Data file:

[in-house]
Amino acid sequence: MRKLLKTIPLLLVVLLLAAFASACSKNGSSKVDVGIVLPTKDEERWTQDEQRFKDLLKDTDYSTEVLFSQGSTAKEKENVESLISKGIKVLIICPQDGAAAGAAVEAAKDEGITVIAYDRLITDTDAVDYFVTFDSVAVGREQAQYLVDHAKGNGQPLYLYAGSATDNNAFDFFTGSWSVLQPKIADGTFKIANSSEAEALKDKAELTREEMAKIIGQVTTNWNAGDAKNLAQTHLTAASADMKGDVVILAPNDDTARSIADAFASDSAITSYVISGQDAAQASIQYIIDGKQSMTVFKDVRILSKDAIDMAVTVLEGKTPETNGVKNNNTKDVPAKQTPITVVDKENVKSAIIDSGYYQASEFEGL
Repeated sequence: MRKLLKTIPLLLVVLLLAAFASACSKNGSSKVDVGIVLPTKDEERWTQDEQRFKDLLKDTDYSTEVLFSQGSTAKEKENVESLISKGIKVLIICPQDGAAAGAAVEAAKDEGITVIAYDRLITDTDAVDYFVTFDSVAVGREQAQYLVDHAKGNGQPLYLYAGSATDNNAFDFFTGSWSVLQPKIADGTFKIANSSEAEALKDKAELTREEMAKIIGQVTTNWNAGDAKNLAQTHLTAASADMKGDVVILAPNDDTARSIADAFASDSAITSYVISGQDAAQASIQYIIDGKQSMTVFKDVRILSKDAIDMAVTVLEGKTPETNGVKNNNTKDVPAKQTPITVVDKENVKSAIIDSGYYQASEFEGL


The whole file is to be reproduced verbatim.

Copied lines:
[in-house]
Amino acid sequence: MRKLLKTIPLLLVVLLLAAFASACSKNGSSKVDVGIVLPTKDEERWTQDEQRFKDLLKDTDYSTEVLFSQGSTAKEKENVESLISKGIKVLIICPQDGAAAGAAVEAAKDEGITVIAYDRLITDTDAVDYFVTFDSVAVGREQAQYLVDHAKGNGQPLYLYAGSATDNNAFDFFTGSWSVLQPKIADGTFKIANSSEAEALKDKAELTREEMAKIIGQVTTNWNAGDAKNLAQTHLTAASADMKGDVVILAPNDDTARSIADAFASDSAITSYVISGQDAAQASIQYIIDGKQSMTVFKDVRILSKDAIDMAVTVLEGKTPETNGVKNNNTKDVPAKQTPITVVDKENVKSAIIDSGYYQASEFEGL
Repeated sequence: MRKLLKTIPLLLVVLLLAAFASACSKNGSSKVDVGIVLPTKDEERWTQDEQRFKDLLKDTDYSTEVLFSQGSTAKEKENVESLISKGIKVLIICPQDGAAAGAAVEAAKDEGITVIAYDRLITDTDAVDYFVTFDSVAVGREQAQYLVDHAKGNGQPLYLYAGSATDNNAFDFFTGSWSVLQPKIADGTFKIANSSEAEALKDKAELTREEMAKIIGQVTTNWNAGDAKNLAQTHLTAASADMKGDVVILAPNDDTARSIADAFASDSAITSYVISGQDAAQASIQYIIDGKQSMTVFKDVRILSKDAIDMAVTVLEGKTPETNGVKNNNTKDVPAKQTPITVVDKENVKSAIIDSGYYQASEFEGL